Tuesday, March 11, 2014

'A Must': A review of The Rise Up Riddim

Going around. 'Need' is likely too strong of a word, but when you listen to enough music, there're certainly things that you come to expect and depend on to some degree. I imagine that in other genres, where the goal is almost always in leading to some type of an album, that there isn't such an existing 'schedule' (or if there is, there's a longer one), but when you listen to Reggae music (and DEFINITELY Soca, which not only has a schedule, but it also has its own calendar), things move a bit more regularly and it becomes most apparent when those regular things become a bit more infrequent. In terms of artists, as I alluded to, Soca is easily the biggest instance of this. Can you imagine that if someone like Machel Montano just up and decided to… take a season off?! He's nearly forty years old and he's been making music from when he was a small child, so he's entitled and he's earned the right, but I'm of the opinion that somewhere in the universe some irreparable rift to time and space may occur if Montano, feet hurting and wrist cramped, suddenly arrived at the conclusion that he was just too damn tired to jump and wave one year. Personally speaking, wondering whether or not the next tune from someone like Sizzla Kalonji is going to be THE song is also something I've come to depend on. Longtime the man has shown himself to be somewhat of an unwilling (or under-willing) genius in the consistent sense and I've developed a very curious fascination in awaiting the next master class, no matter how long it may take to reach (and it will. It always does). So as odd as it may be, if Kalonji just started to make every song a classic (something which I think that he, and he alone, is capable of), I think I may even find that less enjoyable than having that entertaining question of what he's come up with on any given track. I also would have problems if Vaughn Benjamin stopped challenging my brain and made the journey to comprehension of his music a straight line and if Jah Cure developed a deejay alter-ego who would take away from the opportunities to listen to… the greatest voice ever given to a human being. On a slightly different scale, over the past few years I've also come to healthily anticipate and expect the wonderful work from one of our favourite labels, Oneness Records, and I didn't really realize it until last year.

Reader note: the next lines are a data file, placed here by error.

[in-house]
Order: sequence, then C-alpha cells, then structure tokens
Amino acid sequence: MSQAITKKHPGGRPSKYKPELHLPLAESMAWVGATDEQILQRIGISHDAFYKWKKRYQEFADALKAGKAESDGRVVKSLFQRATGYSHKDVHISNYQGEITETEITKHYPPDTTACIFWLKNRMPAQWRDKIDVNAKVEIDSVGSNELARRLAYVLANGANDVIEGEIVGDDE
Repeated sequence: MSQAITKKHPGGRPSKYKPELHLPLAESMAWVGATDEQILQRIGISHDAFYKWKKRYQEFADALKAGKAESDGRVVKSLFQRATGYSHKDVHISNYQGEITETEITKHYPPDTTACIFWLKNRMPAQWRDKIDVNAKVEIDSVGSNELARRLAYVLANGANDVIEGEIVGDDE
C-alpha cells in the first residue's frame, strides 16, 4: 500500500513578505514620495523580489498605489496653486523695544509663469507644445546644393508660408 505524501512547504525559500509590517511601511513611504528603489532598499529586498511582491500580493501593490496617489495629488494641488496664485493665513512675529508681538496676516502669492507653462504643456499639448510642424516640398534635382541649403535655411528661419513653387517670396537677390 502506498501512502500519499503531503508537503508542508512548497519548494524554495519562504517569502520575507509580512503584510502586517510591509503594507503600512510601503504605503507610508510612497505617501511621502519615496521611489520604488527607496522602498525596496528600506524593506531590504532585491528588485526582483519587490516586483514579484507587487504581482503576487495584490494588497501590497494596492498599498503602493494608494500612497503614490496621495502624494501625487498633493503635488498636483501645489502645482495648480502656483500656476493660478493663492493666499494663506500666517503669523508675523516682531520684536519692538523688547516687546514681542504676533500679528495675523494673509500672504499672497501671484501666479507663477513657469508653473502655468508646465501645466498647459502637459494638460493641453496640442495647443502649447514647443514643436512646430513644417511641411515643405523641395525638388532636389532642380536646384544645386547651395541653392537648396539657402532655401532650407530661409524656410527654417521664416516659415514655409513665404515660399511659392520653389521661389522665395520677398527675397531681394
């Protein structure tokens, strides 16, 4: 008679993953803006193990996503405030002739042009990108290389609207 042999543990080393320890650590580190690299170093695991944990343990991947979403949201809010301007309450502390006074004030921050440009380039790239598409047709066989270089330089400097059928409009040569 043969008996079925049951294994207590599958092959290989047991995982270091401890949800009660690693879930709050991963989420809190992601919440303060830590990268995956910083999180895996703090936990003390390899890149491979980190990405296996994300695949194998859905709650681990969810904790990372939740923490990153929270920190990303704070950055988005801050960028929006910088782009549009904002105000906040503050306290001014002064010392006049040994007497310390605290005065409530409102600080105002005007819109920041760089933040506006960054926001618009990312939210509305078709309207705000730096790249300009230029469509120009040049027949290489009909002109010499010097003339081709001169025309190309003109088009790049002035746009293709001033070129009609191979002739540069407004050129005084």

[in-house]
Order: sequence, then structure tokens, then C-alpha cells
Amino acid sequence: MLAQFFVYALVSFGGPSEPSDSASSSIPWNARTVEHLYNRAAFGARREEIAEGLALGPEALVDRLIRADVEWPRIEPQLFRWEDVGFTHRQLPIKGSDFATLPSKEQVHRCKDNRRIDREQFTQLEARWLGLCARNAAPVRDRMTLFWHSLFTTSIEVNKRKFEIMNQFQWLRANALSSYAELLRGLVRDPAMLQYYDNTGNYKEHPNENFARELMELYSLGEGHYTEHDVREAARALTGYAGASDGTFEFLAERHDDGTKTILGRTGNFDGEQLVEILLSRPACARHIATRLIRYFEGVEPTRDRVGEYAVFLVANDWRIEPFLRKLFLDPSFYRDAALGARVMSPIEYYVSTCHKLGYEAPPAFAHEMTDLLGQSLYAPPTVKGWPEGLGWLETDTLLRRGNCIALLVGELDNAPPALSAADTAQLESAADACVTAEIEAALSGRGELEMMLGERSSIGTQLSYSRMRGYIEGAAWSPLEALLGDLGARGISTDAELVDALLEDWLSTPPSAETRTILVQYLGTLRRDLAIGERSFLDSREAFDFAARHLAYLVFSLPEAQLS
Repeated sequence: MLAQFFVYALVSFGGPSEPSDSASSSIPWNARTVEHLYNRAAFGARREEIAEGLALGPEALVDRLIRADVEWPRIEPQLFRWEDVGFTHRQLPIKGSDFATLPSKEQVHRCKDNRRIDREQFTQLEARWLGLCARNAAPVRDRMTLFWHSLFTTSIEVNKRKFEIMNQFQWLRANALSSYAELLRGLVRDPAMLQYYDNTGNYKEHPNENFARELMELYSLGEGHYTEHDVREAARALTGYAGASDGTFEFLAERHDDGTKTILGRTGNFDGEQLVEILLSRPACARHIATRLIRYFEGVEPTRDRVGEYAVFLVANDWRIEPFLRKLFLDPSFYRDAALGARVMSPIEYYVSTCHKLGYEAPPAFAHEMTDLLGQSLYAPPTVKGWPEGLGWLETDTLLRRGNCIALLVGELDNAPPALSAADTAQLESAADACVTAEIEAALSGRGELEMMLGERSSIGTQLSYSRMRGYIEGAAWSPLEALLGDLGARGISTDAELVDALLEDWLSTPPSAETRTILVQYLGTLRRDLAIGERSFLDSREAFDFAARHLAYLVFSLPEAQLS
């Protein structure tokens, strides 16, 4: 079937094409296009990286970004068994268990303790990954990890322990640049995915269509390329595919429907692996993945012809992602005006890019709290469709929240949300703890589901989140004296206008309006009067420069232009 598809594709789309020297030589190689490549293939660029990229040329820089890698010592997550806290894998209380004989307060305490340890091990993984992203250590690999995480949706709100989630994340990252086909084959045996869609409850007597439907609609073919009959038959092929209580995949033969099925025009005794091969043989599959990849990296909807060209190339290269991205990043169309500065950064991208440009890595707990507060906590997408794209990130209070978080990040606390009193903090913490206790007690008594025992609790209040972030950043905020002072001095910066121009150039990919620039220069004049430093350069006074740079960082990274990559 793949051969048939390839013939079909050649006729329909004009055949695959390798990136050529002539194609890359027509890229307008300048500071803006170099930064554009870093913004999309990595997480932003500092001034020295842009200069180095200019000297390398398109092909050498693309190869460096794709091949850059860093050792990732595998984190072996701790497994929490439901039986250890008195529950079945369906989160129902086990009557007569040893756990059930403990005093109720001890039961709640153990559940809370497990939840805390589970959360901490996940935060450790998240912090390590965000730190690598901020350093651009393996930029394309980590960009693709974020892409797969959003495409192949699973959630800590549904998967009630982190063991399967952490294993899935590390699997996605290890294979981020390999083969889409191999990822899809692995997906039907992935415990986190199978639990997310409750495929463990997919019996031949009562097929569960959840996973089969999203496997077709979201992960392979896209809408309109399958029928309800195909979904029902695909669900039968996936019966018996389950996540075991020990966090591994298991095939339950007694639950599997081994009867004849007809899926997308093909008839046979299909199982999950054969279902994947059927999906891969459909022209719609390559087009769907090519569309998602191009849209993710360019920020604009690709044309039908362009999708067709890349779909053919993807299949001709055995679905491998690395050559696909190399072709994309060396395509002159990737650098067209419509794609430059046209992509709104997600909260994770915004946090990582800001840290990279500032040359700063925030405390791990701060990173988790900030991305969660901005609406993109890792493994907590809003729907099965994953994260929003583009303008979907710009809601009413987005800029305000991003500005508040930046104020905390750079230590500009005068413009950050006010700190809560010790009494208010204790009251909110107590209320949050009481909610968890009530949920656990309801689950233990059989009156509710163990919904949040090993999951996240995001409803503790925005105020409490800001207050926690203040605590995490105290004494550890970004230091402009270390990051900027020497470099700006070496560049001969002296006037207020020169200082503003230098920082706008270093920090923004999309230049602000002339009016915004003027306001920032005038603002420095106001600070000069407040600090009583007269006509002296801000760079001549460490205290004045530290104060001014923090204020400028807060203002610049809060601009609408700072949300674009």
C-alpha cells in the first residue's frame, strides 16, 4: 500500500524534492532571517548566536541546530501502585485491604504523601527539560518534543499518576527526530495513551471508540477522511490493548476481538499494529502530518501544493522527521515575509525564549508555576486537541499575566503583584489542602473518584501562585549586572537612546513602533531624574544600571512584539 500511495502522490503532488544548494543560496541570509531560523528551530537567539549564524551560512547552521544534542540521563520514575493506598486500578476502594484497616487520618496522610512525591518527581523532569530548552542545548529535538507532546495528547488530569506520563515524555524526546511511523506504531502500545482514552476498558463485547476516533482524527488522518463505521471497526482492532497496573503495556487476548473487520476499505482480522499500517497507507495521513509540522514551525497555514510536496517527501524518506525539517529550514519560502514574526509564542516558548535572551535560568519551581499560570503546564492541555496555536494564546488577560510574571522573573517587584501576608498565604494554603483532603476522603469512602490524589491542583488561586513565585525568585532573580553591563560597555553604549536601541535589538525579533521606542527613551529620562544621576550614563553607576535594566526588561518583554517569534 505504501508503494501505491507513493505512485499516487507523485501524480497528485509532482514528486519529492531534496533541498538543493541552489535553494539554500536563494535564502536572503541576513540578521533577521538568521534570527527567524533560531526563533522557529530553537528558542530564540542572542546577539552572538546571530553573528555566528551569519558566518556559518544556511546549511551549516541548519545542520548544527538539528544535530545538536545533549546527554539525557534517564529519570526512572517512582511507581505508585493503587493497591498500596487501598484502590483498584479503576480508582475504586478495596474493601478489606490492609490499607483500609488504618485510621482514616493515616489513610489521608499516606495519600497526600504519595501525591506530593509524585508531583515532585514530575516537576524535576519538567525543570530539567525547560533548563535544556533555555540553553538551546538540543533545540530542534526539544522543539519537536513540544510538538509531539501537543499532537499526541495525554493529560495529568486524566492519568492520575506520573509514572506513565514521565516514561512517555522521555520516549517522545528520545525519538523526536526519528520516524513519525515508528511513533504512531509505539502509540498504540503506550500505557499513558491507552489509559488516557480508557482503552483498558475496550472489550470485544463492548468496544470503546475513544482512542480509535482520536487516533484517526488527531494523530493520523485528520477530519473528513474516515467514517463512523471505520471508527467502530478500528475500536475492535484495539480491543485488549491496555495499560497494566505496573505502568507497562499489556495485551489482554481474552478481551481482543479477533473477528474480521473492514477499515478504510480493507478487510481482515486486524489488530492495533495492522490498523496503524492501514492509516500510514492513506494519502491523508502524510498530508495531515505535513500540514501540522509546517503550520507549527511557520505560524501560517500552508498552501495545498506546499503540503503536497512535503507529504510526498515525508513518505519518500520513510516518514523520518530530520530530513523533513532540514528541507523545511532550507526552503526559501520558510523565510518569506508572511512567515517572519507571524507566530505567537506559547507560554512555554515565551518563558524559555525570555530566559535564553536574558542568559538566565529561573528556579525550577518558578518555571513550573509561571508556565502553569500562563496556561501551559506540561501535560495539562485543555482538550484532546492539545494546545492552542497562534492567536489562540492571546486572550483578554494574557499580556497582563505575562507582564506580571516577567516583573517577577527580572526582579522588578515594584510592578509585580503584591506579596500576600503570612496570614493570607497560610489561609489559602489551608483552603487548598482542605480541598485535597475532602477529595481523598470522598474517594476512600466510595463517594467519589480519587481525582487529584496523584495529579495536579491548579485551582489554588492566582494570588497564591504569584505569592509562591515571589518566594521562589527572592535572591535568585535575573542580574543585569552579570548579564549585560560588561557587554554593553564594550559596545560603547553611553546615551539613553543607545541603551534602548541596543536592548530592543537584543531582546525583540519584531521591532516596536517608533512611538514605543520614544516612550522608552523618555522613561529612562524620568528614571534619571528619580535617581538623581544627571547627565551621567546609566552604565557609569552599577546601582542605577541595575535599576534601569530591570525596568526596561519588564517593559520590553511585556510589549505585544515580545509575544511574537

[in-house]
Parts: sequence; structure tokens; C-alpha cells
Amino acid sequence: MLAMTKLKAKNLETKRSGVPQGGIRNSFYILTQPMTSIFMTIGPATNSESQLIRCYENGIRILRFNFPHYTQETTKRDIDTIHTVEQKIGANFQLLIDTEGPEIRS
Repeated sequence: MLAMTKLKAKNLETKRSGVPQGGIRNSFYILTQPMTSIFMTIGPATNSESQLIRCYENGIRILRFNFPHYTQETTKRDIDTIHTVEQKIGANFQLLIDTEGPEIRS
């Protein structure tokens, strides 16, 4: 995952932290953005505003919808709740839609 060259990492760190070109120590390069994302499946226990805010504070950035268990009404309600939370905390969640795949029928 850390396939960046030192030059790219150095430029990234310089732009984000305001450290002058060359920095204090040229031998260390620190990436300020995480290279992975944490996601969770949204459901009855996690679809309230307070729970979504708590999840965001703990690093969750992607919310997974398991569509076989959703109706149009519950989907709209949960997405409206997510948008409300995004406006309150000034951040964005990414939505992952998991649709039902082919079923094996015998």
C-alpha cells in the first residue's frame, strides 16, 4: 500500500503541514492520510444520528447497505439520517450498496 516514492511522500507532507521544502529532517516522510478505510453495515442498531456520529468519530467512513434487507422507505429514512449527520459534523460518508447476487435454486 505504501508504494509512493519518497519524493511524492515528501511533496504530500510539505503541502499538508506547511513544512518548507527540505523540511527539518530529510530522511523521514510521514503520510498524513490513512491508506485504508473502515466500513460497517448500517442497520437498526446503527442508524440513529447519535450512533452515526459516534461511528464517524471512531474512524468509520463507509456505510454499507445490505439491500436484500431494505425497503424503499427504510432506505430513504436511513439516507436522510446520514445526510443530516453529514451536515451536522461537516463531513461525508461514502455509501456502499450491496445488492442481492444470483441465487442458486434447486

"Not The Same" by Denham Smith [2013]
In 2013, almost as if taking a ‘victory lap' for their MASSIVE 2012, which included the release of one of the best albums I've ever hear, "Working Wonders" from Mark Wonder, the Oneness Records wasn't terribly active. What they did push, however (expectedly), was one of the best releases of its type for that year, as the label delivered the excellent "Not The Same" EP from Denham Smith (which would have been the best Reggae EP of 2013 in my opinion, had someone not released a full album for Kabaka Pyramid and called it an EP). It was really, really good, but I came to be a fan of Oneness’ on the strength of a giant album (more on that in a second) and their consistently BEAUTIFUL tracks. The ranks of the latter are filled with stellar creations such as the Rub A Dub Man, the Redeemer, the Backstabber, most notably the ReggaeVille, most besftully (not a word) the Soul and others. And they didn't begin a millennium ago. So much of this work has been cramped into just the past few years and… I kind of got used to hearing from them every few months.